- London likely to remain a very large global financial centre (GFC) even in adverse Brexit scenarios.
- Impact of Brexit on London’s GFC could be very small due to the ‘premium’ London enjoys.
- A less open, productive, and rich UK might influence London’s GFC and other financial centres in the EU, including Dublin.
The Central Bank has published a Financial Stability Note by Silvia Calò and Valerie Herzberg which examines the future of Global Financial Centres (GFC) after Brexit, from an EU perspective. The research presents a set of scenarios for the future of London and other financial centres in Europe after Brexit and finds the impact of fundamental factors on London could be very small. The potential dispersal of financial services to smaller centres like Dublin could have an impact on those centres.
One of the scenarios suggests that London will remain one of the major global centres irrespective of shock impacts. This takes into consideration data for the size of the country and city, trade openness, economic development, host city innovation, dominant currencies and legacy effects. However London’s status might be vulnerable to changes effected by new trading arrangements, disruption in global value chains, and institutional reshaping and associated uncertainty.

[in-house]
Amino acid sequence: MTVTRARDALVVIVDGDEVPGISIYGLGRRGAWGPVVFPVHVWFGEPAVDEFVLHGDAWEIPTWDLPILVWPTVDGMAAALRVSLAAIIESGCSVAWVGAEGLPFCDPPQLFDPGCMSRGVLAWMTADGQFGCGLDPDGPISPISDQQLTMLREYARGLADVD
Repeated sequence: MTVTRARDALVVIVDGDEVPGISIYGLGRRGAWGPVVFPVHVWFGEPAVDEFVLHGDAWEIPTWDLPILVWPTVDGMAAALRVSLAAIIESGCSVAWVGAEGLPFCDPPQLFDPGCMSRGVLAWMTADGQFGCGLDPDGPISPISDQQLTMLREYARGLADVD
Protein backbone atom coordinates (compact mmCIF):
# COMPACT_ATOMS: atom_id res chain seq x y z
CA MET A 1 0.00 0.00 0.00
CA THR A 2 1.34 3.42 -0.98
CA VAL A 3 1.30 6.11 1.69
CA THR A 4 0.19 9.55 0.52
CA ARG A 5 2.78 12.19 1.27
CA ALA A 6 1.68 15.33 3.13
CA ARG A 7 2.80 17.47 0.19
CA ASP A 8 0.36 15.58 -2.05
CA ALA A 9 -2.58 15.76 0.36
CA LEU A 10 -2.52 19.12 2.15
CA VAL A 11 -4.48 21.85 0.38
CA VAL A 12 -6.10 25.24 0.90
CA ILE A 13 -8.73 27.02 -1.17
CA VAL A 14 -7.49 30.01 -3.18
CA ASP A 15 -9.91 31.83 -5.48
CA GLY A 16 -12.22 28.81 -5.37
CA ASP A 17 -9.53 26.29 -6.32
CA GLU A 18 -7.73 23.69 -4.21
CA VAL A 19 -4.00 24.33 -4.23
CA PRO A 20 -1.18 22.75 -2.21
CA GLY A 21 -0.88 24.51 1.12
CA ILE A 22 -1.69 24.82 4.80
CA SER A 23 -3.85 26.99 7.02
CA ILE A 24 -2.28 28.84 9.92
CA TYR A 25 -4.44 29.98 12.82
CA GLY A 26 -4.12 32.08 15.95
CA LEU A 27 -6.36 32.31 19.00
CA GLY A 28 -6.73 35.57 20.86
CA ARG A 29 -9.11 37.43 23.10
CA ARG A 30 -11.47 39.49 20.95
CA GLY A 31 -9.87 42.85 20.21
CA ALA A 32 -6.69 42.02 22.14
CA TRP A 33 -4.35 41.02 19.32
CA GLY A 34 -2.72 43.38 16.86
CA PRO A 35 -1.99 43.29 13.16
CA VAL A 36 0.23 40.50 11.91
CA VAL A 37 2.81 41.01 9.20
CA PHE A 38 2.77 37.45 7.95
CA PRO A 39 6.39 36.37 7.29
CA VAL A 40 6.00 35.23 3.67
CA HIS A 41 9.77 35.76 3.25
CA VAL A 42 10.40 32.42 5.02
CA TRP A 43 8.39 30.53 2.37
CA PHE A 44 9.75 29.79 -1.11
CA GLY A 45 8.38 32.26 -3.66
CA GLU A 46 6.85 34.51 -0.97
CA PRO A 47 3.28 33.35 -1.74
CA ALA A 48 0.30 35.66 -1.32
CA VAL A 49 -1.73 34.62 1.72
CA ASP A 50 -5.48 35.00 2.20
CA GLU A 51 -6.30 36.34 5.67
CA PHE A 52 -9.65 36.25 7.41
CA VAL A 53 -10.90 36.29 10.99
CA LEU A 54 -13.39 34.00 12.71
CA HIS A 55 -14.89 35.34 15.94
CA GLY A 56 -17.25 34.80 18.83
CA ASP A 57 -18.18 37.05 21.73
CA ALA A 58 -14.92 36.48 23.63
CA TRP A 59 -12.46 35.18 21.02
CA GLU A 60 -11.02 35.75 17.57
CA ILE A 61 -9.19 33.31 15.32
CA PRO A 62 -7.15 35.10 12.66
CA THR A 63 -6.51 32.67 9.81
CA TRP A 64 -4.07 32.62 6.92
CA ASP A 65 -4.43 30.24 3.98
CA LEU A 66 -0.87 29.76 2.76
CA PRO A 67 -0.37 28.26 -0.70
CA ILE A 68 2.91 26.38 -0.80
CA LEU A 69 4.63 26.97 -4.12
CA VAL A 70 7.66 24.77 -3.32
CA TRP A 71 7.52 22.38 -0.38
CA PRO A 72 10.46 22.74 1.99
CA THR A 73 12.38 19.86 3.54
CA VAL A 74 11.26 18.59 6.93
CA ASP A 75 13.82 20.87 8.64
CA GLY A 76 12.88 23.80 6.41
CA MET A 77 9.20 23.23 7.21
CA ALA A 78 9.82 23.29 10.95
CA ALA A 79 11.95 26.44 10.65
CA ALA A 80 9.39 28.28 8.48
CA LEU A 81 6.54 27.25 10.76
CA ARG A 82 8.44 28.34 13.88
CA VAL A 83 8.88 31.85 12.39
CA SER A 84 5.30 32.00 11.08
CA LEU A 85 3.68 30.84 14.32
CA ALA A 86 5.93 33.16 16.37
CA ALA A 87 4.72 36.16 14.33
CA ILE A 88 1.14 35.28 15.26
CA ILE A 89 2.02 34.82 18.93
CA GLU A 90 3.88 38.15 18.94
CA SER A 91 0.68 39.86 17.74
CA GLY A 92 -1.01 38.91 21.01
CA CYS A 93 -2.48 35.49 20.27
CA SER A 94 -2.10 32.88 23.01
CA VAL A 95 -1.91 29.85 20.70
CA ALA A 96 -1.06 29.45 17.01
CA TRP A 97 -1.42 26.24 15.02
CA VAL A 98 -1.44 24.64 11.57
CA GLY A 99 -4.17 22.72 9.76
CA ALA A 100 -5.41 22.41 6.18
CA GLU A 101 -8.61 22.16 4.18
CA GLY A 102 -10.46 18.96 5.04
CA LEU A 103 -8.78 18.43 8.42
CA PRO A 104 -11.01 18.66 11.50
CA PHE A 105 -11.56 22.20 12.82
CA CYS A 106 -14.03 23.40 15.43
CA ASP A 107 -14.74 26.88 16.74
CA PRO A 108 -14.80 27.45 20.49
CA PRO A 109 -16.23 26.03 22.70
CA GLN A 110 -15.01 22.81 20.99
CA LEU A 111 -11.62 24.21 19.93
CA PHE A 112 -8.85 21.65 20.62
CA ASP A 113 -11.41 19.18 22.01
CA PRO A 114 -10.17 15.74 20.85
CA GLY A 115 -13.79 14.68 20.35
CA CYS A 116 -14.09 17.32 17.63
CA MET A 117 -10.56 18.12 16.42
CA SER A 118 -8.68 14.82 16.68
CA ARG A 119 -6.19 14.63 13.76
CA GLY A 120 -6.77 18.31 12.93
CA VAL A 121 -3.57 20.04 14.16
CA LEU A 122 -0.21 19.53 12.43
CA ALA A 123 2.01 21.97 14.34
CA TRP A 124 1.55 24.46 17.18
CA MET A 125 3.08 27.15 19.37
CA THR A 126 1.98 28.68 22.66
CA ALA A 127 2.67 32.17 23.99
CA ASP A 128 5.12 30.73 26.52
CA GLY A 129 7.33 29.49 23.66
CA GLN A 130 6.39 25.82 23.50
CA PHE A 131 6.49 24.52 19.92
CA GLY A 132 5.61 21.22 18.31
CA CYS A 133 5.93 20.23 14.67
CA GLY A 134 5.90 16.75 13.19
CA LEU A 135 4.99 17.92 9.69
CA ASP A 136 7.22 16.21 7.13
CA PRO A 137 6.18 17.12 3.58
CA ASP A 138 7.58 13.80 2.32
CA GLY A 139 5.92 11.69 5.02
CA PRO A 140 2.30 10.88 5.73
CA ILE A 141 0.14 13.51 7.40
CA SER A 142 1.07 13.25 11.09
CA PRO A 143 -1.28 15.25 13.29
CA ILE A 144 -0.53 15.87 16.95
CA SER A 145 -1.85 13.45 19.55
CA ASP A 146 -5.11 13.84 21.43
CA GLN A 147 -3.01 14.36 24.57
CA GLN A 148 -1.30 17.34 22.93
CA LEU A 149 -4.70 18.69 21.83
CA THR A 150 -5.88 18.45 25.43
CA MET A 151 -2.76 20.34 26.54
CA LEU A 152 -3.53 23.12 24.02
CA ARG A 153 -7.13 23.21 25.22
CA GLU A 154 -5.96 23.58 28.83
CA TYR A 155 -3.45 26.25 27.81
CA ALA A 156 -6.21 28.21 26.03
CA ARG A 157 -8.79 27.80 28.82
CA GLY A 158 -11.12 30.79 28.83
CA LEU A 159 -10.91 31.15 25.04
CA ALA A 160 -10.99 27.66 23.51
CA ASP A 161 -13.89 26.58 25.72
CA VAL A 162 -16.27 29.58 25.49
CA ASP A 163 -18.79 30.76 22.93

Finally, the analysis suggests that even if the City of London remains robust to adverse conditions, the impact of relocations on smaller centres like Dublin, Amsterdam or Luxembourg could be quite material.
The rapidly growing and changing nature of the Dublin financial centre, coupled with the visible fragmentation of finance in Europe raises questions about the evolution of financial stability risks. The Note concludes that the Central Bank of Ireland has already addressed some of these risks – for instance through a thorough authorisations process and by focusing resources on identifying and mitigating risks.